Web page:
Washington, for instance, implemented its own net neutrality requirements on Monday, concurrent with when the FCC’s change went into effect. Oregon has also passed a net neutrality law.

However, associations that represent the telecom industry have raised concerns about the state-by-state approach to setting net neutrality provisions

“Adopting a patchwork of standards that vary from state to state could stifle innovation and hurt consumers,” Tim Wilkerson of the New England Cable and Telecommunications Association said in a recent statement on Vermont’s new law.

While the federal rule change has officially kicked in, state officials and industry players do not expect internet users to see a change in their online experience right away.

Michel Guite

Michel Guite, president of VTel. File photo by Erin Mansfield/VTDigger

Michel Guite of VTel said Monday the company has no plans to change its service in the wake of regulation change.

“Because we have so much capacity, we have no desire in any way to prioritize any category of traffic,” Guite said Tuesday. “The more the better.”

He characterized the company as “quiet bystanders” watching the policy discussions.

Guite said he trusts FCC Chair Ajit Pai’s judgment on net neutrality. He does not expect that the fears of many critics of the repeal will come to fruition.

“We’ve always felt that his evaluation that it’s kind of a non-issue is the right evaluation,” Guite said.

Pai referenced VTel in an op-ed published in CNet Monday, noting that the company wrote him to say that the company is “quite optimistic” and the FCC’s leadership is a major factor in that optimism.

Other Vermont-based internet providers have also said they have no plans to change their services in the wake of the federal regulatory change. Waitsfield and Champlain Valley Telecom and Burlington Telecom have both said they will not change their services.

Meanwhile, there are many who continue to be concerned that the change in federal regulations will hurt Vermont consumers and businesses — though not in the near term.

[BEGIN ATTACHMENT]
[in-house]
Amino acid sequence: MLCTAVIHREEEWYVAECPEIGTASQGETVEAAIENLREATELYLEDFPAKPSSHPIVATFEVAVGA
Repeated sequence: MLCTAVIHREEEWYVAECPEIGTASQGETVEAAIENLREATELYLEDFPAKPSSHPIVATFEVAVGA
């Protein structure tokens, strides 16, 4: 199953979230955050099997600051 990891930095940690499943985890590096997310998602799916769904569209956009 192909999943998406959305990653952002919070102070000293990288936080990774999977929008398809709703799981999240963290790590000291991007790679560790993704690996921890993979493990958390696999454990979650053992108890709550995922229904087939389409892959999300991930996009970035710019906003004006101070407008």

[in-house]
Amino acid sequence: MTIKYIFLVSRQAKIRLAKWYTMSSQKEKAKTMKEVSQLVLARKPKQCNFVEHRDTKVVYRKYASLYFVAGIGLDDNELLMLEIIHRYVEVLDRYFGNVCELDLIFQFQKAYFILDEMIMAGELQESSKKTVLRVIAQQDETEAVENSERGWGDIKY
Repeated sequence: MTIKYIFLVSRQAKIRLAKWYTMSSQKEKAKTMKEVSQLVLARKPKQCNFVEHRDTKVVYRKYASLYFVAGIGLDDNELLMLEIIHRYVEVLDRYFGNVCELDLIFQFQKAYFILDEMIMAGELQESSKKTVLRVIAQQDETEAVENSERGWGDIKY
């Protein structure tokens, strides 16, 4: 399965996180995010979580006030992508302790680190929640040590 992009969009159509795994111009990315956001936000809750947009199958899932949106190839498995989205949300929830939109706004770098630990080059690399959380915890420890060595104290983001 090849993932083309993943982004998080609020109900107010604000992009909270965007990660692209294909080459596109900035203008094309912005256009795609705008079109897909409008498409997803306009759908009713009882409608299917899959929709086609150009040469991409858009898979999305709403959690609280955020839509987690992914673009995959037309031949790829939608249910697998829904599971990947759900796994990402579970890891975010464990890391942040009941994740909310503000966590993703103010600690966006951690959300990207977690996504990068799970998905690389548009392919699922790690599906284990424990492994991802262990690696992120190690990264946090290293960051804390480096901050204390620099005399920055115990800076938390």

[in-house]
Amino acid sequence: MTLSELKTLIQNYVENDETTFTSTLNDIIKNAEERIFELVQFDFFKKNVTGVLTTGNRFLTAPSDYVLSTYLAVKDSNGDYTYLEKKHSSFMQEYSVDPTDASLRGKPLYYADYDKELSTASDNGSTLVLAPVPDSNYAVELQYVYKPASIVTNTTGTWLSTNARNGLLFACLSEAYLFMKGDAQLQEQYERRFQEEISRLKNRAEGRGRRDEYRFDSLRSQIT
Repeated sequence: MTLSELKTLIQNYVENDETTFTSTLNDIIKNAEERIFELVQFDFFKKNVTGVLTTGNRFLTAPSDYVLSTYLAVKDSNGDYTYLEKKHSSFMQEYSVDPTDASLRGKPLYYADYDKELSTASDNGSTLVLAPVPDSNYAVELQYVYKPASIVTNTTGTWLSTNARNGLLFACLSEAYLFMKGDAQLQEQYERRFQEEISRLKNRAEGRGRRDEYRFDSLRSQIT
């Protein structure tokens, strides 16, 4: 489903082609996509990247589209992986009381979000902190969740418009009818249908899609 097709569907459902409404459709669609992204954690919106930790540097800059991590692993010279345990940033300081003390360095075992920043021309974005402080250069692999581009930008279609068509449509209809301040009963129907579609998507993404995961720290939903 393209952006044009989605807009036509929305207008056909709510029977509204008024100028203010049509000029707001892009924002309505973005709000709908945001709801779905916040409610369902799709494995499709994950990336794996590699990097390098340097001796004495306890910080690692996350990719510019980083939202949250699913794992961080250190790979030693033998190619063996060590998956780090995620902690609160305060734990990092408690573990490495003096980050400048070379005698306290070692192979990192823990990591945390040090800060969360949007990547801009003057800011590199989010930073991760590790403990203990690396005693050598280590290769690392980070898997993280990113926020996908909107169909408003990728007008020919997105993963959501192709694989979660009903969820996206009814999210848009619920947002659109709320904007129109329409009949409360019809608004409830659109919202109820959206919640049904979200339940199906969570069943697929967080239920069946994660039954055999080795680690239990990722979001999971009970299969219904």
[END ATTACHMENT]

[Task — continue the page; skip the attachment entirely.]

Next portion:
James Porter of the Department of Public Service said the state agency has concerns about negative impacts of the federal regulation change, but is not braced for imminent changes

“We view the FCC’s repeal of net neutrality rules as a bad thing for consumers,” Porter said in a statement. “That said, I think it is unlikely that Vermonters will see any immediate changes to their internet service.”

The department is directed to be part of the group studying whether the state should take further action to regulate internet services. Porter said the department will look to comments from the public for guidance.

Ahead of the FCC’s decision in December, Vermont businesses raised concerns that the repeal of net neutrality could cripple their online work.

Commerce and Community Development Secretary Michael Schirling said the agency is concerned about the impact the change in regulation may have on Vermont businesses.

Businesses may see customers’ access to their content throttled while others who are willing to pay a premium have unfettered traffic.

“It’s a real fear, and it certainly is possible,” he said.

However, he said, the agency does not expect any impact on Vermont internet users right away.

If Vermonters notice adverse impacts, they could alert state government, he said.

“The hope is that folks will not revert to creating an uneven playing field as a result of this rollback,” Schirling said.

He said it would not make sense for internet providers to make major changes because there is a possibility that some version of the regulations could be reinstated.

Peter Welch

Rep. Peter Welch, D-Vt. File photo by Bob LoCicero/VTDigger

U.S. Senate Democrats and a handful of Republicans last month passed a legislative maneuver that would have blocked the FCC’s repeal of the regulations from taking effect. Both Sens. Patrick Leahy, D-Vt., and Bernie Sanders, I-Vt., backed the effort to keep the regulations in place.

However, the measure still required approval by the House to take effect.

Rep. Peter Welch, D-Vt., a sponsor of the resolution in the House, called on leadership to allow the measure to come to the floor Tuesday.




Valley News

24 Interchange Drive
West Lebanon, NH 03784
603-298-8711

 

© 2019 Valley News
Terms & Conditions - Privacy Policy